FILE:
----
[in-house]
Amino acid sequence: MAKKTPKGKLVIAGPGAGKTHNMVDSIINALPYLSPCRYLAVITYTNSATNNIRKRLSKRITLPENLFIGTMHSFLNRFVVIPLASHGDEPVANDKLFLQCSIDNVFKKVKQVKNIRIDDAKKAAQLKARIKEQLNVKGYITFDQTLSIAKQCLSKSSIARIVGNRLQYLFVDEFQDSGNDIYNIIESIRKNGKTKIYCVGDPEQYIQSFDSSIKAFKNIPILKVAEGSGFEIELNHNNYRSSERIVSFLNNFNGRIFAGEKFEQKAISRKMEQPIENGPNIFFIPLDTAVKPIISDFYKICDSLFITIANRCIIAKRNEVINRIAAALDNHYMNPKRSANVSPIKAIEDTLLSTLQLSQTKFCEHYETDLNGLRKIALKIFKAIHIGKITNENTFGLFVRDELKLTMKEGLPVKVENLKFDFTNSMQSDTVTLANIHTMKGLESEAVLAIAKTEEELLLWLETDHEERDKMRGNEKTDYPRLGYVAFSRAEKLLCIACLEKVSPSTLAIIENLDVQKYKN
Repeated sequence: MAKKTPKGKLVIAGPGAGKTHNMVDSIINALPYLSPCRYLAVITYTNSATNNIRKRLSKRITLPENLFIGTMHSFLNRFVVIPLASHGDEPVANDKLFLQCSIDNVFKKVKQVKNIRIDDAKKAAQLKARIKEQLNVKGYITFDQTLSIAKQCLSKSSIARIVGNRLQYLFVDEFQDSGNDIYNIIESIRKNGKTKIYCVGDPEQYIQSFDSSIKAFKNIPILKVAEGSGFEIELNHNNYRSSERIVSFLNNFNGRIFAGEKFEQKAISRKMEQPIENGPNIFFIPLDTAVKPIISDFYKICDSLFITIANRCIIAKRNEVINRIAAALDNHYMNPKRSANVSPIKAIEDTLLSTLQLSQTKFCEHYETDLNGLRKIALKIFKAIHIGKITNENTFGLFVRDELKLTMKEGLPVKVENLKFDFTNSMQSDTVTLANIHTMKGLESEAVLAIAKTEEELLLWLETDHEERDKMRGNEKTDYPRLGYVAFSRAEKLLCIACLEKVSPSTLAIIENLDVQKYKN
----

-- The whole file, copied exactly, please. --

[in-house]
Amino acid sequence: MAKKTPKGKLVIAGPGAGKTHNMVDSIINALPYLSPCRYLAVITYTNSATNNIRKRLSKRITLPENLFIGTMHSFLNRFVVIPLASHGDEPVANDKLFLQCSIDNVFKKVKQVKNIRIDDAKKAAQLKARIKEQLNVKGYITFDQTLSIAKQCLSKSSIARIVGNRLQYLFVDEFQDSGNDIYNIIESIRKNGKTKIYCVGDPEQYIQSFDSSIKAFKNIPILKVAEGSGFEIELNHNNYRSSERIVSFLNNFNGRIFAGEKFEQKAISRKMEQPIENGPNIFFIPLDTAVKPIISDFYKICDSLFITIANRCIIAKRNEVINRIAAALDNHYMNPKRSANVSPIKAIEDTLLSTLQLSQTKFCEHYETDLNGLRKIALKIFKAIHIGKITNENTFGLFVRDELKLTMKEGLPVKVENLKFDFTNSMQSDTVTLANIHTMKGLESEAVLAIAKTEEELLLWLETDHEERDKMRGNEKTDYPRLGYVAFSRAEKLLCIACLEKVSPSTLAIIENLDVQKYKN
Repeated sequence: MAKKTPKGKLVIAGPGAGKTHNMVDSIINALPYLSPCRYLAVITYTNSATNNIRKRLSKRITLPENLFIGTMHSFLNRFVVIPLASHGDEPVANDKLFLQCSIDNVFKKVKQVKNIRIDDAKKAAQLKARIKEQLNVKGYITFDQTLSIAKQCLSKSSIARIVGNRLQYLFVDEFQDSGNDIYNIIESIRKNGKTKIYCVGDPEQYIQSFDSSIKAFKNIPILKVAEGSGFEIELNHNNYRSSERIVSFLNNFNGRIFAGEKFEQKAISRKMEQPIENGPNIFFIPLDTAVKPIISDFYKICDSLFITIANRCIIAKRNEVINRIAAALDNHYMNPKRSANVSPIKAIEDTLLSTLQLSQTKFCEHYETDLNGLRKIALKIFKAIHIGKITNENTFGLFVRDELKLTMKEGLPVKVENLKFDFTNSMQSDTVTLANIHTMKGLESEAVLAIAKTEEELLLWLETDHEERDKMRGNEKTDYPRLGYVAFSRAEKLLCIACLEKVSPSTLAIIENLDVQKYKN